When Apollo, a four-year old black, short-haired cat, was put up for adoption at the Humane Society of Indianapolis, his chances of being adopted seemed pretty slim. In his previous life as a stray cat, he had broken his leg, and while it had healed on its own, one of his legs was shorter than the others causing a slight limp. Upon closer review, he had the smile of a jack o’ lantern thanks to the removal of a fractured upper tooth. But these outward appearance issues may not matter to the right adopter. They may even be viewed as “charming character.” Even so, there was also one larger issue to consider. Apollo was FIV positive.
Apollo had probably contracted FIV (Feline Immunodeficiency Virus) during his days on the street through a bite from another homeless unaltered male cat, the likeliest of carriers. FIV is an incurable virus that progresses very slowly, gradually affecting a feline’s immune system. Former Humane Society policy was to euthanize FIV+ cats, however, Apollo now found himself as one of the lucky “test cats” in a new partnership between the Humane Society of Indianapolis and Indyferal, a non-profit organization that specializes in the trap, neuter, return (TNR) and the well-being of stray and feral cats. Through this partnership, FIV+ cats were being given a new chance at life.
No one knew how this new program would go when it started in January 2009. Or perhaps it should be stated that no one knew how successful this program would be! Since January, 8 FIV+ cats have been adopted and 2 are in foster care. Currently the Humane Society has only 2 cats in the FIV+ adoption area. They are working on a free-roaming FIV+ cat room which will showcase these kitties in a more appealing manner than cages, and will also help maintain their mental and physical well-being.
Throughout the adoption process of FIV+ cats, education about the disease is key. The biggest misconceptions about these cats are that they are doomed to a short life of suffering and that the disease can easily be spread to other cats, or even to humans. The truth is that FIV+ cats can live long, happy lives with proper care. The disease spreads only through blood transfusions or deep, penetrating bites from an infected cat; not through a simple sneeze or general contact, and there is absolutely no way humans can get it.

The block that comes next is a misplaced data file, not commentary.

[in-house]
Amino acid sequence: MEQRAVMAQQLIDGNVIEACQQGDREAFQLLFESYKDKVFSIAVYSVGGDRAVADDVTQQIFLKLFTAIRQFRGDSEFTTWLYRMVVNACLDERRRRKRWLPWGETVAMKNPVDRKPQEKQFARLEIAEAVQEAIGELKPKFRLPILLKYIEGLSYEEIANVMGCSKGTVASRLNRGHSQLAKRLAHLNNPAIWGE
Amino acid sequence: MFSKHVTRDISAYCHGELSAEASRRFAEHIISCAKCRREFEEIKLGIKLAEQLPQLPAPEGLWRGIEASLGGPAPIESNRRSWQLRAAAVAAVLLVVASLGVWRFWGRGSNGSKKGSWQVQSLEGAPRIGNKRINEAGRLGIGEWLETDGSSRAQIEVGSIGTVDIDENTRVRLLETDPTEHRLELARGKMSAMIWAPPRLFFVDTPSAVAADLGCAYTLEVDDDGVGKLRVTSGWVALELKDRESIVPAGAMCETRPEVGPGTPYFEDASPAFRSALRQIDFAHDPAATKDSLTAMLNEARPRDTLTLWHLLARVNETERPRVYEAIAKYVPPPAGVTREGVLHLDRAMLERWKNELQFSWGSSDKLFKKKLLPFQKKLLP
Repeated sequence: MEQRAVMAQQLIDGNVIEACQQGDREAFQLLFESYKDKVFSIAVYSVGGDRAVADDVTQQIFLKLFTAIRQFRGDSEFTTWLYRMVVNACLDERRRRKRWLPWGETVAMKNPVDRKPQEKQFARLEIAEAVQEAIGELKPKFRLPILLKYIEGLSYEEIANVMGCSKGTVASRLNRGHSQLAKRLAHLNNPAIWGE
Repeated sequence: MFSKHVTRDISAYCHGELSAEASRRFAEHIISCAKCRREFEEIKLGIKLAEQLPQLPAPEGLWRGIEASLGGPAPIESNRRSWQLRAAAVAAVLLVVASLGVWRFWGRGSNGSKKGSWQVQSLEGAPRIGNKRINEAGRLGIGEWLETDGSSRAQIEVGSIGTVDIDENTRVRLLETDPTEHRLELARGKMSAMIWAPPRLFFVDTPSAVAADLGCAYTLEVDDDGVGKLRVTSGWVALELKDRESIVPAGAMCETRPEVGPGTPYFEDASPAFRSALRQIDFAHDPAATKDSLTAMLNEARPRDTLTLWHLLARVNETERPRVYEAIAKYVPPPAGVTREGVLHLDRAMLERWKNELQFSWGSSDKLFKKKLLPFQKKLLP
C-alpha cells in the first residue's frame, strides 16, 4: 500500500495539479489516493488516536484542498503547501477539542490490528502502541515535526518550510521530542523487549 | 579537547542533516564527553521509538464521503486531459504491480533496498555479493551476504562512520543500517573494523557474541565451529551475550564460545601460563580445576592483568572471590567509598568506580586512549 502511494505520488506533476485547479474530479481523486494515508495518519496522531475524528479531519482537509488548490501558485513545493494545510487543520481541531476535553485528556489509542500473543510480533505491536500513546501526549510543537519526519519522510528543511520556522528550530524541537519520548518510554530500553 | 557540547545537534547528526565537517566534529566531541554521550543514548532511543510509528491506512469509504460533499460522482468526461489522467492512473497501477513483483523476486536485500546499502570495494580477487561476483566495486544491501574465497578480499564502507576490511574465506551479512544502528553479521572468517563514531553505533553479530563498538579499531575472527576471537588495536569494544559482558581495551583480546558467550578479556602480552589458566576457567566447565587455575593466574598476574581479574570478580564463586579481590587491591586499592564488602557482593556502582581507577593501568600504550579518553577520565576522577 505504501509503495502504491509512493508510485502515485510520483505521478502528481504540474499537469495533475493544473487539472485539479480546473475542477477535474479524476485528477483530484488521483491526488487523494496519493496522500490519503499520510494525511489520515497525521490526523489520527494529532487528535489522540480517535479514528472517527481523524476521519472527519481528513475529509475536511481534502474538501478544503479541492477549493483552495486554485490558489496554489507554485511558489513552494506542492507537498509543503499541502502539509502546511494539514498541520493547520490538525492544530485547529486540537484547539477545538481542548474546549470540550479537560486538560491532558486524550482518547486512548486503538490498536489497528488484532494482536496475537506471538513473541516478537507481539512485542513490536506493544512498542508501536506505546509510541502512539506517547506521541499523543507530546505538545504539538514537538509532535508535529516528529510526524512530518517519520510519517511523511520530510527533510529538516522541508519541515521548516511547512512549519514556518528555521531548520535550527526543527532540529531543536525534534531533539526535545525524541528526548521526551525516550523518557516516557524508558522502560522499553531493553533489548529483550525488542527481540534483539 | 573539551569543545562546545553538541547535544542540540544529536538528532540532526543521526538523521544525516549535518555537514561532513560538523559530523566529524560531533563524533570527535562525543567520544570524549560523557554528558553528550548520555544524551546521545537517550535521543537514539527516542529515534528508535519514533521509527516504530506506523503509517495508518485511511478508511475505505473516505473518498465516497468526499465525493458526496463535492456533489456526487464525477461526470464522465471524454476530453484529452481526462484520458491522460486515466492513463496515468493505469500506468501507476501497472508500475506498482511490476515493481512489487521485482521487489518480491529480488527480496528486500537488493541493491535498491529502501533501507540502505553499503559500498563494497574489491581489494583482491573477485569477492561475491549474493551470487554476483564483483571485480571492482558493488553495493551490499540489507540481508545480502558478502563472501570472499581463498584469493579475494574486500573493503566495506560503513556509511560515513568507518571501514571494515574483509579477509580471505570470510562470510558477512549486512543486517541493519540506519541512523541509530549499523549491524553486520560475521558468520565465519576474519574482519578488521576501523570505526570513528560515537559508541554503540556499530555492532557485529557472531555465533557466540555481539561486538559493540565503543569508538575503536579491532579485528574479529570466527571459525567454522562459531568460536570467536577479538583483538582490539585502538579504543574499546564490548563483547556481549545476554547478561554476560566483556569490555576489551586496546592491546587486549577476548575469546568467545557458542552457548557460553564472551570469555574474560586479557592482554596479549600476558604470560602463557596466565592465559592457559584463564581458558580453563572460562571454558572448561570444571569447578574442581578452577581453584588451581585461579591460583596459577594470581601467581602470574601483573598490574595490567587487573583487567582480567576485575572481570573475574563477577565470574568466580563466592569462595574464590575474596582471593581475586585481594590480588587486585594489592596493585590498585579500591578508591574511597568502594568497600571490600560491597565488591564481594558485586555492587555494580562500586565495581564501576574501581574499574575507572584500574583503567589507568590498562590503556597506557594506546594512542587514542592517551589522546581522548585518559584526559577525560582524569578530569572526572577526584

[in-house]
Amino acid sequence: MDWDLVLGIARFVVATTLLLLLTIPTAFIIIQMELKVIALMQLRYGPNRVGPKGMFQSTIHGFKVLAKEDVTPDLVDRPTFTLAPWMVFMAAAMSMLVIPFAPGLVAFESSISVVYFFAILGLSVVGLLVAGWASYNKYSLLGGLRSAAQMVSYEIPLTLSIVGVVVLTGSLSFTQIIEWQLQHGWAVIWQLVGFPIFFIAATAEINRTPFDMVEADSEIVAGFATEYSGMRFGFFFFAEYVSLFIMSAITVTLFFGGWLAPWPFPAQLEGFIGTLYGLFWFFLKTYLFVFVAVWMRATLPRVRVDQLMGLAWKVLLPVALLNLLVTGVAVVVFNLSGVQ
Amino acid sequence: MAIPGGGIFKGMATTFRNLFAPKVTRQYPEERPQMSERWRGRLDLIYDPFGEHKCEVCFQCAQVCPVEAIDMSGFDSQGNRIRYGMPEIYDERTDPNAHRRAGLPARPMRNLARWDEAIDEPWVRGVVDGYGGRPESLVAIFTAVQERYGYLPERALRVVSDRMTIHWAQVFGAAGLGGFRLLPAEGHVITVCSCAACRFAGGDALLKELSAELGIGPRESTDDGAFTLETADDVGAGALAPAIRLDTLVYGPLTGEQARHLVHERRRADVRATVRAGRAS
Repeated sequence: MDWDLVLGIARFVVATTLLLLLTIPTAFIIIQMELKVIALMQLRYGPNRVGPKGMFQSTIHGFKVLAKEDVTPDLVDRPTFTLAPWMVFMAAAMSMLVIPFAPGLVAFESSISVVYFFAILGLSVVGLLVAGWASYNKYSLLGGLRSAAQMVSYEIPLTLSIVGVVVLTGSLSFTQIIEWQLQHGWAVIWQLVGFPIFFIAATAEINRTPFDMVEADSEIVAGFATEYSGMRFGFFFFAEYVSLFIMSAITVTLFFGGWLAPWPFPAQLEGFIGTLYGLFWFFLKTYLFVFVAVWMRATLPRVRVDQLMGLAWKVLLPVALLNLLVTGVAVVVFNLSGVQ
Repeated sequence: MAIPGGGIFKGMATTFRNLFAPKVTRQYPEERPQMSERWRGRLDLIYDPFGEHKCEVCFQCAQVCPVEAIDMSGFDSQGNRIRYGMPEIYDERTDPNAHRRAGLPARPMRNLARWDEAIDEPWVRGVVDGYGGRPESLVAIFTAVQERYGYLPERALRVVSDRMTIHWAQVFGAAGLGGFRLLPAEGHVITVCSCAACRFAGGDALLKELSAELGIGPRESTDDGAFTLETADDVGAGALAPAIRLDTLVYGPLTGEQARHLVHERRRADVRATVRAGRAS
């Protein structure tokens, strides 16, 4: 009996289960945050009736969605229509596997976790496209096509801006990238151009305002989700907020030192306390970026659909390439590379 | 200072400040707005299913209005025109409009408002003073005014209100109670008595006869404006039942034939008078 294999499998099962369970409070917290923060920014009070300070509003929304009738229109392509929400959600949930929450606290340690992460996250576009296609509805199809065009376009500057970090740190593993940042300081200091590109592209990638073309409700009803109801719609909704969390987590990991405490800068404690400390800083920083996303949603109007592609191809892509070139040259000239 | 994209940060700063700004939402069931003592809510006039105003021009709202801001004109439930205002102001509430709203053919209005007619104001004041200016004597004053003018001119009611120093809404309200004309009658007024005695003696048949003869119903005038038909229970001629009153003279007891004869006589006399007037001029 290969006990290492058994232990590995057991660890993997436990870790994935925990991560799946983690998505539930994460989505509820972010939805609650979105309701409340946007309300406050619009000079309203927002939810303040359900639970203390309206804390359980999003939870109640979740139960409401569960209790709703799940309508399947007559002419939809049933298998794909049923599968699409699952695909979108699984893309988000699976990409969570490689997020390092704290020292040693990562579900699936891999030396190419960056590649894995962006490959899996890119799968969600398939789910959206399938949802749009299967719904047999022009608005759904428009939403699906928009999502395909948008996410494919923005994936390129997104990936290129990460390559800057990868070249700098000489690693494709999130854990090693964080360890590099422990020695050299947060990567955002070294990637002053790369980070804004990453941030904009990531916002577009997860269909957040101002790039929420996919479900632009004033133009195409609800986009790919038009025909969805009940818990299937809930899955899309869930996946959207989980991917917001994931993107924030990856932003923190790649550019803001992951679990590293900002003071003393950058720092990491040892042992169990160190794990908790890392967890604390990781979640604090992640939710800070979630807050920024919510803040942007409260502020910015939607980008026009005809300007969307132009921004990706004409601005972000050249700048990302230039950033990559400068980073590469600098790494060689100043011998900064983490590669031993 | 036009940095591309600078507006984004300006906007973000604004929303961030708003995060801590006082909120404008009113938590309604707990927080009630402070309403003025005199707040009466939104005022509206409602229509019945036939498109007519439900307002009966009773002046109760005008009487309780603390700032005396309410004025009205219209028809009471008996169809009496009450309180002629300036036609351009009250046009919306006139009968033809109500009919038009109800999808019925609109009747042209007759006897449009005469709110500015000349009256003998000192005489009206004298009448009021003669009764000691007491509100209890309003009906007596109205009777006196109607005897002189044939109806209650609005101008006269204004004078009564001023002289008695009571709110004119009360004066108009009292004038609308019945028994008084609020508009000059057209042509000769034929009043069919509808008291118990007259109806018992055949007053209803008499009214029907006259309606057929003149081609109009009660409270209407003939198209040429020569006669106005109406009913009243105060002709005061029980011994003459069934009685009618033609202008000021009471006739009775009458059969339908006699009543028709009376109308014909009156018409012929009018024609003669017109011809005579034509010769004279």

The Humane Society does have a few recommendations for those considering the adoption of a FIV+ cat. The first one is that these cats only go into homes where all cats are altered and friendly with one another. Secondly, FIV+ cats should be kept indoors and up to date on vaccinations. Since their immune systems are faulty, they shouldn’t be kept in areas where they would be susceptible to other feline diseases. One of the most important recommendations is to talk to your veterinarian before adopting a FIV+ cat. Unfortunately, some vets will not treat these creatures and may even suggest euthanization. And finally, a high-quality diet and lots of love and attention will keep a FIV+ cat around for many years.
So, you might ask, what happened to our little friend Apollo? He has a new name, Snowball, a new home, and an all-around new lease on life. He also has two FIV+ brothers that he likes to chase around, even though it took some getting used to running on tile and hardwood floors with his shortened leg. Snowball’s new owner, Scott says, “All three of my cats are wonderful and it just breaks my heart to think that these three boys would have been put down in the past just because they are FIV+ cats. I hope they feel as blessed by me as I do by them.”
The content of this story is reprinted with permission by Best Friends Animal Society.